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That's a form of shirk. And that's a dangerous one too. And the Prophet SAW Selim said that he feared this minor form of shirk more than anything else. And he said it would creep into this nation, like a dark ad, a black ad creeps into a dark room in the darkest night.

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undetectable, it would creep in,

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people starting to do things to show off because they want a name, because they want to have position instead of doing what they do for the Creator.

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That is the minor form of shirk, the major forms of shirk we have been looking at, and that took us in a number of areas. But I want to stress because there's an international form of worship. sun worship used to be a powerful form of worship, people literally bowing down to the sun, and giving the sun different names. But that, to a certain extent, has phased out directly. And there are other forms that are very popular in the world, one of them is ancestor worship. And ancestor worship is to give reverence to human beings, to individuals, pious individuals, or somebody who you designate as an important person, that you give special reverence to that person. And so when the person dies,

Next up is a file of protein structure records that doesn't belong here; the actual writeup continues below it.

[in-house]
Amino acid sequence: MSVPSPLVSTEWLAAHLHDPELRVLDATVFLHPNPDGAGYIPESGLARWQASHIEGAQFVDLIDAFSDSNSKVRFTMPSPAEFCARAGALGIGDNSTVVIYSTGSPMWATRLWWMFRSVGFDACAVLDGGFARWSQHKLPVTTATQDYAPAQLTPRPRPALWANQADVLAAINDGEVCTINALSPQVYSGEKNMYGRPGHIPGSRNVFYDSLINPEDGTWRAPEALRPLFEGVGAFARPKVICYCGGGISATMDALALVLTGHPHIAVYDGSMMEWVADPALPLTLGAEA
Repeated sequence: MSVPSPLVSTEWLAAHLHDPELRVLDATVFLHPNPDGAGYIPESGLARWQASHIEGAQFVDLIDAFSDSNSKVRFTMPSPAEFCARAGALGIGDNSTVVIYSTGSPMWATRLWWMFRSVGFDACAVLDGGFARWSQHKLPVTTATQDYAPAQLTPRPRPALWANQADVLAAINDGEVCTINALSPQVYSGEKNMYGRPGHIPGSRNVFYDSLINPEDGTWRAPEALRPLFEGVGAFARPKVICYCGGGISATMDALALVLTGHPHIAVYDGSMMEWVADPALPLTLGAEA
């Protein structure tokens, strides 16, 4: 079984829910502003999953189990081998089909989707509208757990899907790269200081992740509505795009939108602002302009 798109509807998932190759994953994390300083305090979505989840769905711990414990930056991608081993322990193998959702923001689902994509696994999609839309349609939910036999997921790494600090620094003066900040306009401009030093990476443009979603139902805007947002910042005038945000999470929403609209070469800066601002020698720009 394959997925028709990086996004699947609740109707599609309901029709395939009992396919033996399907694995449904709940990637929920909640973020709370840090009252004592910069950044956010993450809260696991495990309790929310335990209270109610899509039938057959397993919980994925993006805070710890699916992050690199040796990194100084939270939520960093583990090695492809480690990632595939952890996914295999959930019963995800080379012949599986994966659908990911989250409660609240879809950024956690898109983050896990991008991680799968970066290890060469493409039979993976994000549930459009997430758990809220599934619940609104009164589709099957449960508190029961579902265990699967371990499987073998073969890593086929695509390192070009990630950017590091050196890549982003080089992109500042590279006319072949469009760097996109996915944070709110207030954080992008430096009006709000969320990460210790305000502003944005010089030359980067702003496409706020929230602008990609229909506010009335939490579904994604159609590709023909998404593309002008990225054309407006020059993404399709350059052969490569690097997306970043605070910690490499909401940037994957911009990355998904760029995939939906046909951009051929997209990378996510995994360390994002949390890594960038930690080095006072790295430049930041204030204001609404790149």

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an ancestor worship, what they do with with their ancestors is to try to make a connection between the living and the dead.

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So the connection is made in order to gain the benefit. Because in this form of worship, the Dead has gone over into the next world, they're closer to Allah. So if you connect with them, they can connect with Allah. So that's a form of shirk, also, right. That's a form of shirk. You always have to remember, if we're not praying directly to Allah,

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if we don't have reverence directly to the creator, you have to watch out.